July 23, 2009
I am a member of FPA Massachusetts, and a SEC registered investment advisor. I am opposed to the requirement in the proposed amendments to the custody rule that would subject investment advisers to a surprise audit by an accounting firm. The proposed surprise audit is an understandable reaction to the public criticism of the SEC and the pressure from Congress after the Madoff scandal. However, it is not an effective regulatory response since the SEC wishes to achieve the protection of clients and their assets, which can be better achieved by eliminating the loophole in the custody rule. Accounting firms ought not to be able to avoid registration with the PCAOB which enabled Madoff’s accountant to skirt detection of their phony audit practices.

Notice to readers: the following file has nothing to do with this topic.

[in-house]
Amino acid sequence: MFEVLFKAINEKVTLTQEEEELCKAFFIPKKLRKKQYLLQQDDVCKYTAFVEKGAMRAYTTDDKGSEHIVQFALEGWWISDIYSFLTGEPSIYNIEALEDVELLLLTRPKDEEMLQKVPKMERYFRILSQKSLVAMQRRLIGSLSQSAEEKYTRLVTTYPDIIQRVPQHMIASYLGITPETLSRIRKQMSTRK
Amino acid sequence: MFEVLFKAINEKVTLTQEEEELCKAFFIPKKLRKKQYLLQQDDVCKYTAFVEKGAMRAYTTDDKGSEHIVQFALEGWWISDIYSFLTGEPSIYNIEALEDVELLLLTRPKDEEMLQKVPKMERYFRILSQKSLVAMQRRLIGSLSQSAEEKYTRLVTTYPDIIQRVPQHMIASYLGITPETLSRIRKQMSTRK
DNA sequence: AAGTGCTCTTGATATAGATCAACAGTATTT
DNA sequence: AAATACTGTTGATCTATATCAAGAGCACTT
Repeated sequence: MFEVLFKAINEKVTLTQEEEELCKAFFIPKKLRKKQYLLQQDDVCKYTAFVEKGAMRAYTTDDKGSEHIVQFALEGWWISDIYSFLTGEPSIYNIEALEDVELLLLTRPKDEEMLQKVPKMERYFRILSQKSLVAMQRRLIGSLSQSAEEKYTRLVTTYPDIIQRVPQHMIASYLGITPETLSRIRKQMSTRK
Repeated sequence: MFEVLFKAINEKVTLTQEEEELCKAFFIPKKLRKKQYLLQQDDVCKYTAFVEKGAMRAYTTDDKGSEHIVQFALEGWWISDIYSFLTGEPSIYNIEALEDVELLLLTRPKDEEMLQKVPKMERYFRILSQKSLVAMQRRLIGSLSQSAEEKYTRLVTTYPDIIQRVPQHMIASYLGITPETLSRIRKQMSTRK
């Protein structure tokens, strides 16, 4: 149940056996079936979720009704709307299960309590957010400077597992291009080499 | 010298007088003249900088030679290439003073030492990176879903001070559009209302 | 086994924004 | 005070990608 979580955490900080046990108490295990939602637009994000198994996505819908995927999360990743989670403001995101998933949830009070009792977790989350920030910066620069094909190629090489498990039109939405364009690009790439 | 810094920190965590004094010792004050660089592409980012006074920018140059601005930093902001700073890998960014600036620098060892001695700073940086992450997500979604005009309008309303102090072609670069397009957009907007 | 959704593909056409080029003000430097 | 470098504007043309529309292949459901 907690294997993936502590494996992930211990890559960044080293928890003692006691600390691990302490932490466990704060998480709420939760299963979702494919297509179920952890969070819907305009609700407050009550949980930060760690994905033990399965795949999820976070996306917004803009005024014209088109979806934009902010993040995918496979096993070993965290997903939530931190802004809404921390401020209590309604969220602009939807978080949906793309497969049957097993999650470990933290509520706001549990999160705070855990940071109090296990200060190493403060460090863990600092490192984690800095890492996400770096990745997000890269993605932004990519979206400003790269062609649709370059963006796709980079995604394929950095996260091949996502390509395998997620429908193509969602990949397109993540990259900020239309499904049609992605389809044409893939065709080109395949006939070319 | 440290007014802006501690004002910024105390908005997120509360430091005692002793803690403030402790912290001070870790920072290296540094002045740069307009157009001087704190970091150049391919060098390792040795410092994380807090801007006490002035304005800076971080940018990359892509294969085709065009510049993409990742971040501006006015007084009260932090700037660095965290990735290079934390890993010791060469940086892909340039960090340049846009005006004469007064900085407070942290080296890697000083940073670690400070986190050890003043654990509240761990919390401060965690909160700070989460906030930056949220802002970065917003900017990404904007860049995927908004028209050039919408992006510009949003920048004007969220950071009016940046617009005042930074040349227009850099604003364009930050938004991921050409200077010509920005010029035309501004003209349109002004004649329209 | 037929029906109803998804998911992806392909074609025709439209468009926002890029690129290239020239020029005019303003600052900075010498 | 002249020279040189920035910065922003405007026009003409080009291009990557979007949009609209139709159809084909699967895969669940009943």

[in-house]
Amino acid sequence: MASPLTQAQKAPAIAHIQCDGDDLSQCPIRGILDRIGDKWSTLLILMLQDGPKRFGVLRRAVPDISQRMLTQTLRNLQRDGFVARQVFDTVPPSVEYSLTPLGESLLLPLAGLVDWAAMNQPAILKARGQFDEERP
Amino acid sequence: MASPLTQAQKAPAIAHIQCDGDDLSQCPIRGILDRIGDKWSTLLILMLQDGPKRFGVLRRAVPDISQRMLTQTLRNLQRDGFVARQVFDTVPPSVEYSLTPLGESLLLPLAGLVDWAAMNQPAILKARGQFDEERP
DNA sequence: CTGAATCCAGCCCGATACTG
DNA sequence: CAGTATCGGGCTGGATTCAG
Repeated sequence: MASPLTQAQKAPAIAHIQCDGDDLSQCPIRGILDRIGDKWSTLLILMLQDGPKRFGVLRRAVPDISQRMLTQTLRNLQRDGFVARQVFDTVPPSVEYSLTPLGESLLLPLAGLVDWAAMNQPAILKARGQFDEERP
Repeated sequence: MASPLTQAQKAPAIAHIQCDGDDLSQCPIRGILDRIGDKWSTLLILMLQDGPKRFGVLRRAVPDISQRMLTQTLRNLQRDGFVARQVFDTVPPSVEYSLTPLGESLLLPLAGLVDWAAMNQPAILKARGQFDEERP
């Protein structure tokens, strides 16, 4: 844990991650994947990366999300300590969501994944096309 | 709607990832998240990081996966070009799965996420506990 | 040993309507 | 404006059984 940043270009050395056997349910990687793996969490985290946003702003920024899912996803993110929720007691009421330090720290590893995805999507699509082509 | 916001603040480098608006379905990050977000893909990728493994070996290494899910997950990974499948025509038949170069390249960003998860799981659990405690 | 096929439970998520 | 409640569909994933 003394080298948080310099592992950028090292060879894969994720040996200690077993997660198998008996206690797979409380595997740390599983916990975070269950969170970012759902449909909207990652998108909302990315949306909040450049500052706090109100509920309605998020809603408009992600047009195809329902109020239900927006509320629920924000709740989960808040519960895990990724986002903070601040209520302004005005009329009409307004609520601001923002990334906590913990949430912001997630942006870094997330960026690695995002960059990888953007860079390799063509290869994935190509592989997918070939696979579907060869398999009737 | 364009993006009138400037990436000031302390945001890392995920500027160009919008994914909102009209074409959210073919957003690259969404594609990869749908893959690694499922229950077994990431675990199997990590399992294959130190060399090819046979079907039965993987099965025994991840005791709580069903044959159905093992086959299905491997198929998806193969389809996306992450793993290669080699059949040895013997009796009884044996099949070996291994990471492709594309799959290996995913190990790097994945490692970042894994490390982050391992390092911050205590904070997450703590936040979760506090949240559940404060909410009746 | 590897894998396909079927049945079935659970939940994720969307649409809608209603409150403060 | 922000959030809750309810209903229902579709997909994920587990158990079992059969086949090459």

The Madoff and other Ponzi schemes were enabled by the lack of enforcement and FINRA should be held accountable for its lack of oversight of Madoff as a broker-dealer. The Ponzi schemes uncovered by the SEC had nothing to do with fees deducted by investment advisers, and the surprise audits would only be costly and burdensome for small independent investment advisers. Perhaps having more personnel at the SEC who can increase regular audits to make sure that client interests are protected will be more valuable. I would fully support any effort by the SEC to get more funding from Congress to add staff. An additional surprise audit would take time away from our client work which in this environment of high volatility in the financial markets would be counter productive for clients. I sincerely hope that SEC finds another way to protect client interests, which I am in total agreement with the SEC.